What would President Trump ask from Turkish President Tayyip Erdoğan if he were allowed to ask for one thing only? An American official talking to a group of Turks on condition of anonymity recently asked that rhetorical question and continued without waiting for the Turks to answer: it would be to cancel the Russian S-400 air defense missiles.
All other problems on the agenda would be secondary in American eyes today: from the serious discrepancy in Syria to the sanctions on Iran, from the U.S.-resident Islamist preacher accused of masterminding a coup attempt in Turkey to the release of American employees and citizens from Turkish jails.
The U.S. escalates pressure on its NATO ally Turkey to cancel the purchase of Russian S-400 air defense missiles amid diplomatic traffic over the cooperation against terrorism in Syria, which might further delay the American troops’ withdrawal. The Donald Trump administration threatens Tayyip Erdoğan’s government that otherwise, they would not deliver the F-35 fighter jets, which Turkey is among the co-producers of, as the training of Turkish plots in the U.S. continues for the first delivery scheduled for July 2019.
Lately, the Acting U.S. Defense secretary Patrick Shanahan said on February 28, following a telephone conversation with Turkish Defense Minister Hulusi Akar, that S-400s and F-35s were “incompatible” and that the U.S. wanted “to find a solution that makes the F-35s, for a strategic partner, a critical asset in their military”. Two American diplomatic missions will be in Ankara for intensive talks with their Turkish counterparts: James Jeffrey, the Syria envoy of the Secretary of State Mike Pompeo, and Matthew Palmer, Pompeo’s Deputy Assistant Secretary in charge of European and Eurasian Affairs.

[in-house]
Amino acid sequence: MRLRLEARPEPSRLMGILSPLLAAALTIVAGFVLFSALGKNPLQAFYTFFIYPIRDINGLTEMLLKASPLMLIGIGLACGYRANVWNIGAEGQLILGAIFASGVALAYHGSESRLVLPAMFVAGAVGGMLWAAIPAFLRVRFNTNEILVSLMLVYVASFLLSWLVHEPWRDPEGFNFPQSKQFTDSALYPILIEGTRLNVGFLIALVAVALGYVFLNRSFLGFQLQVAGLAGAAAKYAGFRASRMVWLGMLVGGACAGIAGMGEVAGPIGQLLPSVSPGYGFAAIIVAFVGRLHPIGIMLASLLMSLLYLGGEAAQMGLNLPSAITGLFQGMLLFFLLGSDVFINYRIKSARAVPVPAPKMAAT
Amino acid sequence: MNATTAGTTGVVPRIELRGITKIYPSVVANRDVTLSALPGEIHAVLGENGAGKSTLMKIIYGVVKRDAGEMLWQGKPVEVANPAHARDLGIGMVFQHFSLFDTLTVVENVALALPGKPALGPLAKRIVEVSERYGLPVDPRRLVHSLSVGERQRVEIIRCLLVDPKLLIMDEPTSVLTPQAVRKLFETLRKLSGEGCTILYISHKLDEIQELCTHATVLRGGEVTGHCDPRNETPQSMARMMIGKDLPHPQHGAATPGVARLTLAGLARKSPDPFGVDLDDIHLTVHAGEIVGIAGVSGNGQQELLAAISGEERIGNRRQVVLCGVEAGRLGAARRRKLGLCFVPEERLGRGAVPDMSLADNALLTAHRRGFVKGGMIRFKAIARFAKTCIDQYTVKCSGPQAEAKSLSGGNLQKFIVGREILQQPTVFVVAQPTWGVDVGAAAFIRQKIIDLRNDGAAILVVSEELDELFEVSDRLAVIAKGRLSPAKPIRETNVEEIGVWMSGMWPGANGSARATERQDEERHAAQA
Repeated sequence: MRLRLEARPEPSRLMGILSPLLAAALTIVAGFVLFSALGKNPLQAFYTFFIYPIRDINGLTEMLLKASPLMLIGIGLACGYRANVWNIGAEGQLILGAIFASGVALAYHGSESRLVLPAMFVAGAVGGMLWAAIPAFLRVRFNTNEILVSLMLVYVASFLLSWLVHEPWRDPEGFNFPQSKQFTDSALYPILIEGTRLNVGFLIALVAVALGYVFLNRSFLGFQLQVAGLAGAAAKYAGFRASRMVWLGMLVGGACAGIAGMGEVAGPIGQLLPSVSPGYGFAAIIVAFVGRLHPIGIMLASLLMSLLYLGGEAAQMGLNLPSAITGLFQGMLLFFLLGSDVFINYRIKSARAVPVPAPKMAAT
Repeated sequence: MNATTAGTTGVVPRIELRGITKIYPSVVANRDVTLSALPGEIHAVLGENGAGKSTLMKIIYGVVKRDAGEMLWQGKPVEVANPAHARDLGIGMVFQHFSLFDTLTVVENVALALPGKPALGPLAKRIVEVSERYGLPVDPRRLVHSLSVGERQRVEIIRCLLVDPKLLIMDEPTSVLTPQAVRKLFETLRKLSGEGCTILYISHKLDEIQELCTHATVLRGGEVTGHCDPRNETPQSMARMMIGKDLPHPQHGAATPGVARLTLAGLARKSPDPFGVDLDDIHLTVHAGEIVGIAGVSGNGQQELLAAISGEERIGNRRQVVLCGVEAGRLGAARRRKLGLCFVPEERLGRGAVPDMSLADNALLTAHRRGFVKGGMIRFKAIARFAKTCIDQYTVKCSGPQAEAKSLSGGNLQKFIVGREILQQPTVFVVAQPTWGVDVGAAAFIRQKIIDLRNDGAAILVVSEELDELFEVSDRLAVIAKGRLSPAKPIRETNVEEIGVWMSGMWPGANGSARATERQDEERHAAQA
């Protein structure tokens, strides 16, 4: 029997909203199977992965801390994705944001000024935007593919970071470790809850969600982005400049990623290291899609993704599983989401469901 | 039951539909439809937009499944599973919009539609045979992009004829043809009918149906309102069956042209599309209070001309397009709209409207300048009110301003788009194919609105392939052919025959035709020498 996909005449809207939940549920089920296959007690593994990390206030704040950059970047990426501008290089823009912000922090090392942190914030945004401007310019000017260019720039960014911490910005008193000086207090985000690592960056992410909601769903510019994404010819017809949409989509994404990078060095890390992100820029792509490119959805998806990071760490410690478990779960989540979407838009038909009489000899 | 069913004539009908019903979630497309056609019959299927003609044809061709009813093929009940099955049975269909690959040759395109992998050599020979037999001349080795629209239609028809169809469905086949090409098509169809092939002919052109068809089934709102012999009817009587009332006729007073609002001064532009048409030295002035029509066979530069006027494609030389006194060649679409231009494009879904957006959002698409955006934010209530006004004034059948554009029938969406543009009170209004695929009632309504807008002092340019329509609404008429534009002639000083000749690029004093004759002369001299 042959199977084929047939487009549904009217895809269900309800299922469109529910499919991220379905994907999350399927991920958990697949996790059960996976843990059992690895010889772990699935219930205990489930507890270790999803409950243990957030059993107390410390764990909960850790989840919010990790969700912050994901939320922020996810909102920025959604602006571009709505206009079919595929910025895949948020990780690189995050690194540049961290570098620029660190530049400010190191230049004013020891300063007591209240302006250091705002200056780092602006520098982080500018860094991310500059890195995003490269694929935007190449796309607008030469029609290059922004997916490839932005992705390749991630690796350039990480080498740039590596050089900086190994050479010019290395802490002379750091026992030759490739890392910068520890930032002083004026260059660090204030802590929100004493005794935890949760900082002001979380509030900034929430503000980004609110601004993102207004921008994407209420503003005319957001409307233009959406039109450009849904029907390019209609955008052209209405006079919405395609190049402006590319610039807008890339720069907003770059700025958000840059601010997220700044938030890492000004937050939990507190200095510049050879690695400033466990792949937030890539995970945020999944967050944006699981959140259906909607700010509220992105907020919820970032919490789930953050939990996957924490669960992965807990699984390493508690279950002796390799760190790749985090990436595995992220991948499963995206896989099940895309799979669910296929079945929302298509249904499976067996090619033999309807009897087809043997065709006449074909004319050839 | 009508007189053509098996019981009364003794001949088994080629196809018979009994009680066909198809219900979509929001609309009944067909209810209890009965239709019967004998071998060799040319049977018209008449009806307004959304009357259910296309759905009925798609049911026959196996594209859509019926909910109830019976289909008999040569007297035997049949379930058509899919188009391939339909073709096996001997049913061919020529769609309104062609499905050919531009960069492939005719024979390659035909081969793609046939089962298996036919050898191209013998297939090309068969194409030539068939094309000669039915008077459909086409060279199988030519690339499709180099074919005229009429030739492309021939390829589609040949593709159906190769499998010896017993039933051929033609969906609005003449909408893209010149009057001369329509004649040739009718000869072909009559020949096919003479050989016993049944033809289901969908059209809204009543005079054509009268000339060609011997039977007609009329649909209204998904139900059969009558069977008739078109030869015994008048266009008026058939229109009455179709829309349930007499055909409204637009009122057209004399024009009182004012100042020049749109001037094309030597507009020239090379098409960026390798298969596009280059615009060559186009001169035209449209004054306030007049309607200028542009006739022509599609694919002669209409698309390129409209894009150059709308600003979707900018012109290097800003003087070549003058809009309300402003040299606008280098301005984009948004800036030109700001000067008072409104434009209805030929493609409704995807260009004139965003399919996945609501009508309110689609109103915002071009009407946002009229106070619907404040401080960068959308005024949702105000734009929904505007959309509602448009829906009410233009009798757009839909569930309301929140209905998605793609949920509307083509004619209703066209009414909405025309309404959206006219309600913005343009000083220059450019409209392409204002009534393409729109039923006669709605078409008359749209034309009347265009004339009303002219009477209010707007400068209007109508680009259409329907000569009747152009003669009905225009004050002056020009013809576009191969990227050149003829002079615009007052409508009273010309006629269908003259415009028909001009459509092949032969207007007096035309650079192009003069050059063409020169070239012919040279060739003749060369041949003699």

Turkey has been dismissing American warnings so far. When Pompeo had said last November that he hoped Turkey would cancel the Russian deal, Turkish Foreign Minister Mevlüt Çavuşoğlu said that it was “not possible” and the “deal was closed” with Russians. “Why should we cancel?” Erdoğan asked publicly on February 18; “Why didn’t you say anything to Greeks when they purchased S-300s?” Two days later Vice President Mike Pence called Erdoğan, reportedly forwarding Trump’s greetings, to pursue him for a review of S-400 decision. It has seemingly not impressed Erdoğan.
American military thinks the artificial intelligence capacities of Russian S-400s could “learn” the unique stealth capacities of F-35s since they would become a part of Turkish air defense and thus “open holes” in the American air defense through NATO –where Turks and the U.S. are allies which consider Russia as a major rival. Ankara objects that saying that there were Israeli F-35s flying over Syria protected with Russian air defense; that is denied by Americans since they are not interconnected, but fail to convince Turks. Ankara dismisses the American claims that the purchase of the S-400s would “change the DNA” of Turkey’s, thus NATO’s defense: if Patriots and S-400 could work together with no problem in Saudi Arabia, why couldn’t they in Turkey.